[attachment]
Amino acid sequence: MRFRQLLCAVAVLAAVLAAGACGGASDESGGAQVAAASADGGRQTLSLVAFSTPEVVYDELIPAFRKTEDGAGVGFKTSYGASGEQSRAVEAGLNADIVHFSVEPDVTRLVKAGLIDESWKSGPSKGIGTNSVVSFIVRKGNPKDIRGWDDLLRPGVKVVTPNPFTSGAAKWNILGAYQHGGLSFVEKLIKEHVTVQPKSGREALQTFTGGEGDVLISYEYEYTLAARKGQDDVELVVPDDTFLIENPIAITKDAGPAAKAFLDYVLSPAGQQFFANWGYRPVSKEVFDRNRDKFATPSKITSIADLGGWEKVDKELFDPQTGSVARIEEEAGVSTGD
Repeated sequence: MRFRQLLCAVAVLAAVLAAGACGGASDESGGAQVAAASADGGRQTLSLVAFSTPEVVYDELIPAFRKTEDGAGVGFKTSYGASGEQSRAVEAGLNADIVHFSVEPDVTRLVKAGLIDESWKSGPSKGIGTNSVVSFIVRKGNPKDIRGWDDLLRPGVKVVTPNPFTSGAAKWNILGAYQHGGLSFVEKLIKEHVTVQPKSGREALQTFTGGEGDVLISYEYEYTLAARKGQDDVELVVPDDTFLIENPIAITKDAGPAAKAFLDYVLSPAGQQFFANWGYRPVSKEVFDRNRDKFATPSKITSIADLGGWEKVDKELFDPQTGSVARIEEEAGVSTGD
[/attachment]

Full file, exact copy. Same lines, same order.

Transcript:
Amino acid sequence: MRFRQLLCAVAVLAAVLAAGACGGASDESGGAQVAAASADGGRQTLSLVAFSTPEVVYDELIPAFRKTEDGAGVGFKTSYGASGEQSRAVEAGLNADIVHFSVEPDVTRLVKAGLIDESWKSGPSKGIGTNSVVSFIVRKGNPKDIRGWDDLLRPGVKVVTPNPFTSGAAKWNILGAYQHGGLSFVEKLIKEHVTVQPKSGREALQTFTGGEGDVLISYEYEYTLAARKGQDDVELVVPDDTFLIENPIAITKDAGPAAKAFLDYVLSPAGQQFFANWGYRPVSKEVFDRNRDKFATPSKITSIADLGGWEKVDKELFDPQTGSVARIEEEAGVSTGD
Repeated sequence: MRFRQLLCAVAVLAAVLAAGACGGASDESGGAQVAAASADGGRQTLSLVAFSTPEVVYDELIPAFRKTEDGAGVGFKTSYGASGEQSRAVEAGLNADIVHFSVEPDVTRLVKAGLIDESWKSGPSKGIGTNSVVSFIVRKGNPKDIRGWDDLLRPGVKVVTPNPFTSGAAKWNILGAYQHGGLSFVEKLIKEHVTVQPKSGREALQTFTGGEGDVLISYEYEYTLAARKGQDDVELVVPDDTFLIENPIAITKDAGPAAKAFLDYVLSPAGQQFFANWGYRPVSKEVFDRNRDKFATPSKITSIADLGGWEKVDKELFDPQTGSVARIEEEAGVSTGD